There are no enticing prizes, or overpaid celebrities. Instead, the focus is on the remarkable skill and perseverance of ordinary tradesmen, who use their expertise to repair items which have a sentimental value for their clients. The show has been so appealing that even our new King, when Prince of Wales, brought an item of porcelain for restoration.
Central to the show’s success is Jay Blades. Now the proud holder of an M.B.E. for his services to his craft, and with a newly-opened restored-furniture shop in Poole in Dorset, Jay is a long way from where he began.
He grew up in an estate in Hackney, where his home life was so unhappy that he openly confesses that he now has no wish to meet his father. Suffering from dyslexia, he left school with no qualifications. He became tangled up in gang culture, and for a time was homeless. It was by restoring furniture that he managed to get his life back on track.
The church of Jesus Christ has often been termed ‘God’s hospital’, because at its best it helps the spiritually sick to find healing. It could equally be termed ‘God’s repair shop’, for God is in the repair business.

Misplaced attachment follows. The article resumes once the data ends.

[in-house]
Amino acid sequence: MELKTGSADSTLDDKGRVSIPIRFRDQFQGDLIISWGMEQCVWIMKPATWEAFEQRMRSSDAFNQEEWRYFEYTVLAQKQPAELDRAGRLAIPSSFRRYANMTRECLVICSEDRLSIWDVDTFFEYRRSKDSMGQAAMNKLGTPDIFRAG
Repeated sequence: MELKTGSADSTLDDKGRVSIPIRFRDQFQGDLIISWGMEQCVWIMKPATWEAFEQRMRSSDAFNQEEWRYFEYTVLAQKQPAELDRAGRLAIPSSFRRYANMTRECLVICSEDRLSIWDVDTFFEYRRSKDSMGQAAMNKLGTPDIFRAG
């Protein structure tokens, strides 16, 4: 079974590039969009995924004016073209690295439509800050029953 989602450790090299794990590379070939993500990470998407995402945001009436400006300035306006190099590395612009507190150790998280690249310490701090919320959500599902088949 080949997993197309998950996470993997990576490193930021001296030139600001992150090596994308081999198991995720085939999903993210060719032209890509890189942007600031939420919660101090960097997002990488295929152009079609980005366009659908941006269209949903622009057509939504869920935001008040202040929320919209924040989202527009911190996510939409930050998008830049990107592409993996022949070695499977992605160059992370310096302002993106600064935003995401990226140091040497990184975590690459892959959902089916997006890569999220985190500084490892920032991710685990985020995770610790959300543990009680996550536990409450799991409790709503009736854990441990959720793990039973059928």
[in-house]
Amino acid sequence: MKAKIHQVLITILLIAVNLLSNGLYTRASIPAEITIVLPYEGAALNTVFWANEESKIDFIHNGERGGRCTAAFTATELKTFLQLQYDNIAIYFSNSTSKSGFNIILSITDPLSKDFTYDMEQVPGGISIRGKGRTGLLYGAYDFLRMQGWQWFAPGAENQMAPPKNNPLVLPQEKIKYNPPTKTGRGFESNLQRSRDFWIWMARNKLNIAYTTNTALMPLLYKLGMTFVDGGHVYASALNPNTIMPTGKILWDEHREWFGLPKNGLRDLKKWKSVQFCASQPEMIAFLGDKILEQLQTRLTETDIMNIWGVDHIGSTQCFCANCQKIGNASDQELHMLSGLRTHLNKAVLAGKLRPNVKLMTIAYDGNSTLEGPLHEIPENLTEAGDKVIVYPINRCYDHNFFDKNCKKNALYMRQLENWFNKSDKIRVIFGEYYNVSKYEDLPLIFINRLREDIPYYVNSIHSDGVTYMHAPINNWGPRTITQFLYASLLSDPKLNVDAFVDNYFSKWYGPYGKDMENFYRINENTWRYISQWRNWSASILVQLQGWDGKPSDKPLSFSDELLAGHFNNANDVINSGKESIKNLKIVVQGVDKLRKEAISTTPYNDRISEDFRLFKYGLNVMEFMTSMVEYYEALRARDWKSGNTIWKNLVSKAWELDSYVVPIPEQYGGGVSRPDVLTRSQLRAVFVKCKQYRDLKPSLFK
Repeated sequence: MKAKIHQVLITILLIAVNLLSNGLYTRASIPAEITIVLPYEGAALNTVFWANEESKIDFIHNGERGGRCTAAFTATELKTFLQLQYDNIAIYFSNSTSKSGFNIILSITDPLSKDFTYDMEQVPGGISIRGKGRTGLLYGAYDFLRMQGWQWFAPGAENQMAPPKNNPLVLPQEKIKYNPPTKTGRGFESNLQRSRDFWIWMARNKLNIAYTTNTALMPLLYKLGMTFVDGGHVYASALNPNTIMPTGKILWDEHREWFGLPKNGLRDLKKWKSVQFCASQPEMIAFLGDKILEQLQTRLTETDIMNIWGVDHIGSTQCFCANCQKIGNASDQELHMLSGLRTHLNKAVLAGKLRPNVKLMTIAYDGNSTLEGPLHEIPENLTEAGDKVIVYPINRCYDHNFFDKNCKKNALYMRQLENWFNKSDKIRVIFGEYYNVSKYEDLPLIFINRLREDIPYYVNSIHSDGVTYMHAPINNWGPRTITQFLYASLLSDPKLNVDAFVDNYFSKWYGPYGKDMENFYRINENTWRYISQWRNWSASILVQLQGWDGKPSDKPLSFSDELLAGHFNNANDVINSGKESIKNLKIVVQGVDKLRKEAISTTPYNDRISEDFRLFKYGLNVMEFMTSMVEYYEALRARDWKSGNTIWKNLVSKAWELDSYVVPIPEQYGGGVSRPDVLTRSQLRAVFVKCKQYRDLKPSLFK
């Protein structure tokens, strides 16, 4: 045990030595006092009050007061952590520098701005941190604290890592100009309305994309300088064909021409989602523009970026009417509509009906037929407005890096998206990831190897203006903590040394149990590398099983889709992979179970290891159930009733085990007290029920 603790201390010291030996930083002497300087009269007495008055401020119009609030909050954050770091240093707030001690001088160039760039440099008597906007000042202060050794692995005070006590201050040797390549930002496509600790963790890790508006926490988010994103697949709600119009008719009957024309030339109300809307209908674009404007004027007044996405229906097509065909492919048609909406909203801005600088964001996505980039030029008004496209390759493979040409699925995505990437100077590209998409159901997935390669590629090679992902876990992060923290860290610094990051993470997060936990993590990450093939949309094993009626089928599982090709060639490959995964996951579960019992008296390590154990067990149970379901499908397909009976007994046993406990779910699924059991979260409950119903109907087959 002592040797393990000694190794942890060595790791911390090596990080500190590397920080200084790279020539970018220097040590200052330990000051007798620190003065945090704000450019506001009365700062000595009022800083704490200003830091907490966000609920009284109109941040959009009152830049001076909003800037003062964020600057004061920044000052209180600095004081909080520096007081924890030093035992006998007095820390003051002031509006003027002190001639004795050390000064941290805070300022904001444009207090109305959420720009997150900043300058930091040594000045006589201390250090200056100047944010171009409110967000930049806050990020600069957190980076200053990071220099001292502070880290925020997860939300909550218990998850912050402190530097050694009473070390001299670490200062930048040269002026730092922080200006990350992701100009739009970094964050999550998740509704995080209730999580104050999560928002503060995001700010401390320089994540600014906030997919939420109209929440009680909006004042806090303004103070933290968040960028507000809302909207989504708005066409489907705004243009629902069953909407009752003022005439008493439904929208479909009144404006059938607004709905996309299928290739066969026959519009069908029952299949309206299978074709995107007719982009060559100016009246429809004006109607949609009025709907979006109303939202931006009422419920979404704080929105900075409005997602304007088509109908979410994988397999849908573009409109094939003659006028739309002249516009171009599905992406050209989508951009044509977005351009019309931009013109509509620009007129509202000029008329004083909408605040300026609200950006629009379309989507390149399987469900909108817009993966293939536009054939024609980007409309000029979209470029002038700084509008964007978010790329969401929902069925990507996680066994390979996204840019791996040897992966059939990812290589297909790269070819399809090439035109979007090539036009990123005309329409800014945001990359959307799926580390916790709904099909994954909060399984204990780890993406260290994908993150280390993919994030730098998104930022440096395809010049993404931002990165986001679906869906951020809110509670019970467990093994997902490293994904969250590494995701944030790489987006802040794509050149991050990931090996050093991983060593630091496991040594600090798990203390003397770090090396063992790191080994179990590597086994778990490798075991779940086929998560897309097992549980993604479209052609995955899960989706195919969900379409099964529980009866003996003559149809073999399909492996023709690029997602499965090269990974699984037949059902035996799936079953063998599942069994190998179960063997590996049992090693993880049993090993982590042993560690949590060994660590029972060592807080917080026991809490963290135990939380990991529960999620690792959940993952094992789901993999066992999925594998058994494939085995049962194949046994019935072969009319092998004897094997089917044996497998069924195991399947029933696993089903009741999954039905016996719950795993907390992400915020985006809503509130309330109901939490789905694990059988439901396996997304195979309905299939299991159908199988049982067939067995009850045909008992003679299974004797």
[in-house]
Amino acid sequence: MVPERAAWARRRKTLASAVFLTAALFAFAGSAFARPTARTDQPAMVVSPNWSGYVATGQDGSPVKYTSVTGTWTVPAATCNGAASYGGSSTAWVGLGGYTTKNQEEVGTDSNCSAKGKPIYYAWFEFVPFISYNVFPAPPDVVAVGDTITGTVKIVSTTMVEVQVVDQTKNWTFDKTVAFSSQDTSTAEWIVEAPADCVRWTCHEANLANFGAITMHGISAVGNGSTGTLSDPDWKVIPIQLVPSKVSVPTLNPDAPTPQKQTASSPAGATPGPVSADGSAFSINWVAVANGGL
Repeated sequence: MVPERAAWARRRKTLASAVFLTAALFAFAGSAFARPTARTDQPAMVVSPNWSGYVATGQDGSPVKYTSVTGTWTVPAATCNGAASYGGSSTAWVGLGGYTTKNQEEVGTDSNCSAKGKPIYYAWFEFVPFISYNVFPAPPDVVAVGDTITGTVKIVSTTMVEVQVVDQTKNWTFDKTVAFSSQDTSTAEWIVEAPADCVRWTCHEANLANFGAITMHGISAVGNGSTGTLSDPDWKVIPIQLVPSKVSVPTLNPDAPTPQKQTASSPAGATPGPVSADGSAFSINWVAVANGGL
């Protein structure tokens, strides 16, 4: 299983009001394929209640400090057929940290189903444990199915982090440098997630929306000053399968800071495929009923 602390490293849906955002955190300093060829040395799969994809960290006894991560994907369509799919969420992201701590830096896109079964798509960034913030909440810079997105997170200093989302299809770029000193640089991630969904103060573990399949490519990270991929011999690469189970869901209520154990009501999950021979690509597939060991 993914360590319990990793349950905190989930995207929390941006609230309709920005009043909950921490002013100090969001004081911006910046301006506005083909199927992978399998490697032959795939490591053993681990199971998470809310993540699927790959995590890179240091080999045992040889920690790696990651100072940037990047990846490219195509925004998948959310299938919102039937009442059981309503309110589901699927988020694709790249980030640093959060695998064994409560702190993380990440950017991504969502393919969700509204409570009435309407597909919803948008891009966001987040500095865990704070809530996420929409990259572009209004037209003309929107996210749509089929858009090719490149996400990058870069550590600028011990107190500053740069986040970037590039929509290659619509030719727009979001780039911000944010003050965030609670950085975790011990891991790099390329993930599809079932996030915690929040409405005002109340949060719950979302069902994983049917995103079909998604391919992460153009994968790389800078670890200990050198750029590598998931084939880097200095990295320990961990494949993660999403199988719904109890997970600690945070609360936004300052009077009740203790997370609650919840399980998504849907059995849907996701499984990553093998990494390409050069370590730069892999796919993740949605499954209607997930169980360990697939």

When Peter the apostle is writing to encourage his friends he reminds them that ‘the God of all grace…will himself restore you and make you strong, firm and steadfast’ (1 Peter 5; 10). The verb ‘restore’ had a special significance for Peter, for it is a fisherman’s word, used to refer to the mending of nets, or the repairing and recommissioning of a damaged ship.
It is the word used by Mark in his gospel when he wrote; ‘When Jesus had gone a little farther, he saw James the son of Zebedee and John his brother, who were mending their nets’( Mark 1;19).
Peter knew what it was to be restored by Christ. Having denied that he knew Jesus, Peter wept when he heard the cock crow, as Jesus had predicted (Mark 14: 66-72). Yet on Easter morning, Christ restored Peter, and instructed him, ‘Feed my sheep’(John 21;17).
As the old gospel song puts it, ‘What He’s done for others, He’ll do for you’